Who we are (Our Team):

We are a small group of volunteers from Vancouver, Canada, working with the BLSO in the Thai border town of Mae Sot.

In Thailand

Presently the BLSO Executive Director is Than Doke, a former political prisoner from Burma who was instrumental in the creation of the BLSO in 2000; and the BLSO Learning Centre's Education Director, Shwe Sin. Shwe Sin is also the President of the Burmese Migrant Teachers Association. The BLSO has a Board of Directors and an active Parent Teacher's Association.

In Canada

In Vancouver, we are Mike Orders, a retired Staff Representative for the BC Government and Service Employees' Union (BCGEU); Rod Germaine, a retired Labour Arbitrator; Mary Rowles, a retired Director of the BCGEU and Andrea Duncan, a sitting Vice-President and long time international solidarity activist.

What we do:

From Canada, we raise money for and remain in constant contact with, either in person or by email, the BLSO. In Thailand, the BLSO continues, year after year, to fulfill their Four Goals:

  1. To train workers on their employment rights: The BLSO conducts training workshops for migrant workers to help secure their rights pursuant to Thai Labour Law;

  2. To advocate for workers in the Thai courts: The BLSO, with the assistance of Thai labour lawyers who have agreed to work pro-Bono, has been successful in a number of court cases where Employer's have failed to pay according to Thai labour law and in the result, have secured large retroactive payouts for those so aggrieved;

  3. To help workers organize and form unions: It is difficult under Thai labour law to form de facto trade unions with collective bargaining rights. That said, organizing is still important for migrant workers to be able to insure their rights within Thailand are respected and adhered to.

  4. To run the school for workers’ children: Since 2001, the BLSO determined that a school was needed to make sure the children of migrant workers had an opportunity to learn to read and write. This is truly a success story as the BLSO Learning Centre has had many kids go on to finish high school and even University after their beginnings with the BLSO. Today the Learning Centre has an enrolment of over 160 children ranging in age from 5 to 12, in K1, K2, and Grades 1 through 5.

How we do it:

In Canada we have been able to conduct a series of awareness campaigns through personal contact and presentations. We have brought the issue of Burmese migrant workers to trade union's, Employer's and Arbitrators. We have conducted fundraisers, secured money from donors, and even hosted trips to the Thai/Burma border so that activists from Canada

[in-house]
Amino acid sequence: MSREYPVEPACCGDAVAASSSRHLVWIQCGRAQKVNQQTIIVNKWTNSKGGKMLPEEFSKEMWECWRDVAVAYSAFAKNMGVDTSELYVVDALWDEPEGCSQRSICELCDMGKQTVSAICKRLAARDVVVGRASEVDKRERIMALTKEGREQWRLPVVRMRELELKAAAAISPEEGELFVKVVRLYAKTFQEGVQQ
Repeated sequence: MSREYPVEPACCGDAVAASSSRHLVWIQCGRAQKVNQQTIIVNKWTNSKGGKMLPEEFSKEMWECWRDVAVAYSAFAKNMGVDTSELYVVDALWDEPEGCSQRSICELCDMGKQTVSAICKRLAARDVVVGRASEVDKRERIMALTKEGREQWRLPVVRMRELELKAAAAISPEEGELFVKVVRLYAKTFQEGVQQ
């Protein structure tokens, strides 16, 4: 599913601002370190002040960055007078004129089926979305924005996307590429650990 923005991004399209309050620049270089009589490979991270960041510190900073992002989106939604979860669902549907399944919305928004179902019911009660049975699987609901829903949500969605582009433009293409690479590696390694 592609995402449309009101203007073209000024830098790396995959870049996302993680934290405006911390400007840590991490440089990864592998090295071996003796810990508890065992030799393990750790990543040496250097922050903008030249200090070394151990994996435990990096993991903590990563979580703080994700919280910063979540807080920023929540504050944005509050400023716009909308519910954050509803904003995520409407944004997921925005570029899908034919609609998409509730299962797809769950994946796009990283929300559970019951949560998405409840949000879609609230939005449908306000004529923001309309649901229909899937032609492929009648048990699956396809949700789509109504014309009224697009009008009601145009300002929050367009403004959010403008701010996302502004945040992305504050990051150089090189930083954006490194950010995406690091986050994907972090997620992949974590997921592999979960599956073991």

have an opportunity to see the living conditions of and meet with migrant workers and their families, and hear their stories.
In Mae Sot, Than Doke keeps us up to date with reports on BLSO activities, along with photographs. Mike Orders visits with the BLSO many times each year, visits the school, and attends meetings and training workshops with migrant workers. Seeing first hand the work being done and then reporting directly back to donors in Canada.

How we provide funds to the BLSO:

We have traditionally had two primary organizations providing the base funding for the BLSO; the BCGEU provides approximately one-third of the annual budget while Union Aid Abroad-APHEDA from Australia provided the remaining two-thirds. However, APHEDA has informed us that effective on June 30, 2018, their funding for the BLSO will end. This will leave the annual budget short of $25,000 Canadian.

This brings us to a critical point in our long and productive history with the BLSO. Although the primary asset of the BLSO, the Learning Centre and the land it is on are paid for, there is an overhead of annual costs that cannot be met with the funding that remains from the BCGEU. This includes wages for the teachers, the Education Director and the Executive Director; school supplies for the children; water; septic disposal; property taxes; maintenance and cleaning, and electricity for the school. Plus, the costs associated with training programs, advocacy in the courts and on the expenses for organizing.

Than Doke, Shwe Sin and Mike Orders have met a few times in Mae Sot over the last few months going through a number of ideas and strategies to offset this loss of funding. Our ability to charge families for the enrolment of their children is not feasible as it is not affordable. All three of us agree that the Learning Centre is the highest priority, however, two decades of migrant worker assistance is also in jeopardy.